The last two sections of the book, however, shift tone considerably. Carter and Cunningham stud the final chapters with instances of superintendents’ successfully overcoming conflicts and other obstacles. The authors unabashedly urge the nation’s school chiefs, board members, and general readers to take their advice. Passage after passage is dotted with “must, ” “should,” “needed,” and “required.”

In this book, then, Carter and Cunningham render well what other researchers have noted in the personal and professional tensions arising from conflicts inherent in the dilemma-laden lives that superintendents lead (Arnez 1981; Blumberg 1985; Boyd, 1976; Feilders, 1981; Kowalski, 1995; McCarty & Ramsey, 1971; Tyack & Hansot, 1982; Zeigler, Kehoe, & Reisman, 1985).

Yet, as much as I find their portrait of the political nature of superintendency credible, reflecting my experiences in the 1970s and those of current school chiefs, the authors’ arguments and evidence leave me unsettled. Why the ambivalence? There are two reasons.

First, Carter and Cunningham write from within a familiar genre of professional education literature. I call articles and books within this genre How-Impossible-the-Job-Is-but-Strong-Smart-Superintendents-Can-Still-Make-a-Difference. I know this genre well since I have contributed to it over the years.

The genre derives from committed practitioners and researchers’ trying to get other professionals and noneducators to understand the complexities of work in districts better while simultaneously offering advice on how to handle conflicts and improve what happens in classrooms. These articles, books, and videos have been institutionalized and are published regularly by national organizations of professionals (superintendents, principals, teachers) because such writing serves their interests. When Carter and Cunningham state: “America’s future is inextricably linked to the quality of its public schools, its K-12 educators, and the leadership of its superintendents” (p.236), the American Association of School Administrators (AASA) says, Amen.

It is no accident that the current AASA Executive Director wrote the foreword to the book. Nor is it chance that Gene Carter leads the Association for Supervision and Curriculum Development (ASCD) and was the AASA’s first National Superintendent of the Year (1988). Portions of the book contain the AASA and National SchooI Boards Association (NSBA) joint statements on “Roles and Responsibilities” (pp. 16-17), the AASA Commission Report on Standards for the Superintendency (pp. 17-19) and ample quotations from the organization’s publications. Two of the three appendices are official AASA documents.

Although my comments may sound accusatory, that is not my intent. There is nothing intrinsically wrong with practitioners and scholars or even professional organizations’ producing a literature that paints a job as impossible while implicitly arguing that there are heroes among superintendents who have stepped forward and done, with skill and elan, the impossible.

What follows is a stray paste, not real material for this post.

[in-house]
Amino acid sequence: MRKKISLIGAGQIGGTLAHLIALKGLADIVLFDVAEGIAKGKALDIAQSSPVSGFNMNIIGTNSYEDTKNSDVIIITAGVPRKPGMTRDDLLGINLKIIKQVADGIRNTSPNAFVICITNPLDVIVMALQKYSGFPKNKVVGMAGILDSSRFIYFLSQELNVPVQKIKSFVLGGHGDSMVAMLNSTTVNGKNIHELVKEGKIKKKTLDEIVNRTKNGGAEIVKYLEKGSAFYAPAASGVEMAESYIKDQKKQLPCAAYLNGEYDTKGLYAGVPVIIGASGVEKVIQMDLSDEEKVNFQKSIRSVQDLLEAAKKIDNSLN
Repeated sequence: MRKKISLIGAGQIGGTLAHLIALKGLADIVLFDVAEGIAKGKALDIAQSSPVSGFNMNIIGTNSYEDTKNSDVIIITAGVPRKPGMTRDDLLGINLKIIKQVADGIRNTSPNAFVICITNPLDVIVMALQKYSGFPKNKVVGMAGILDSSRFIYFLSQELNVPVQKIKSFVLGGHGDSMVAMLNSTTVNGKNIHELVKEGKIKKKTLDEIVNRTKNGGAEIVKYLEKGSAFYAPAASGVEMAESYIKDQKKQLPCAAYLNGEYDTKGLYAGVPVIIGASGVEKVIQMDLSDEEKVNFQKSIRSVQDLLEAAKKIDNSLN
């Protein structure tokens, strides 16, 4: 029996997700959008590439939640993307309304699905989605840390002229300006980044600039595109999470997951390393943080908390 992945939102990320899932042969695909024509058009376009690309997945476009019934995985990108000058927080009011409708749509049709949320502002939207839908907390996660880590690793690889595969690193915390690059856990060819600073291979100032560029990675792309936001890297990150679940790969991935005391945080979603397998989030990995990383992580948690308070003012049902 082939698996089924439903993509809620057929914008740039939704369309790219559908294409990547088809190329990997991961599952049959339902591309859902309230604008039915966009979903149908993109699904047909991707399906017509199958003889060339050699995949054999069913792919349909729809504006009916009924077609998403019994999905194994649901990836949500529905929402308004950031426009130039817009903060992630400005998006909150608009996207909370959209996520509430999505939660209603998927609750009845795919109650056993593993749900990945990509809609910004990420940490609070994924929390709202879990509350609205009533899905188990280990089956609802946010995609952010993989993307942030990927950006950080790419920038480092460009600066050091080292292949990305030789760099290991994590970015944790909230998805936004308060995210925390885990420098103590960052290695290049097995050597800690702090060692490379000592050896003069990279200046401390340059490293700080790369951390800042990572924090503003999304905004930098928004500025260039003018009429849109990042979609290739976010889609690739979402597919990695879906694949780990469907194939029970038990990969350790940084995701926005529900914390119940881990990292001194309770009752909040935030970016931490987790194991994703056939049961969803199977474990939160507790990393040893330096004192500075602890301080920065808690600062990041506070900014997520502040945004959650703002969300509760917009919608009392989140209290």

My point, and this is the second reason for my ambivalence, is that such a literature inevitably sustains myths that run counter to the intended purposes of writers like Carter and Cunningham, who seek “a broad understanding of the challenges, issues, and dilemmas, as well as of the necessary remedies” (p. 3). By “myths” I mean popular but unexamined statements, even including those with authoritative statistics, that a professional organization and the larger public holds as true and those who serve as superintendents, or would like to serve, also believe to be true, Whether the statement is true, that is, factually accurate, is less important than whether it is shared widely (Meyer & Rowan, 1977).

Such unquestioned statements are retained nonetheless because they take what is often too complex to capture in factual statements and provide the illusion that what is mysterious, uncertain, even unintelligible can be rendered understandable. Thus, such widely believed statements are “true” yet are beyond factual support. A few examples may help make the point.
The Revolving-door Superintendency

To make the case that the superintendency is an impossible job, Carter and Cunningham, like so many others who write about superintendents, cite the many reports that big-city chiefs serve between two to three years before being ousted or resigning (pp. 5-8). Virtually all writers about the superintendency confuse turnover rates among a cadre of big-city superintendents with how long individual superintendents served in a post (or completed tenure). When Gary Yee and I looked back at a century of “completed tenures” in the twenty-five largest urban school districts, we found that tenure in these districts had indeed shrunk from an average high of fourteen years in 1900 to just under six years in 1990 (Yee & Cuban 1996). In both popular and professional articles and books, the figure of just over two years for the tenure of urban superintendents (more of a reflection of turnover among a group of urban superintendents) when they really serve in their districts, on the average, almost three times longer is, in a word, inaccurate. Yet the two-plus years of tenure in big cities does symbolically reinforce the image of an incredibly hard job with a high casualty rate.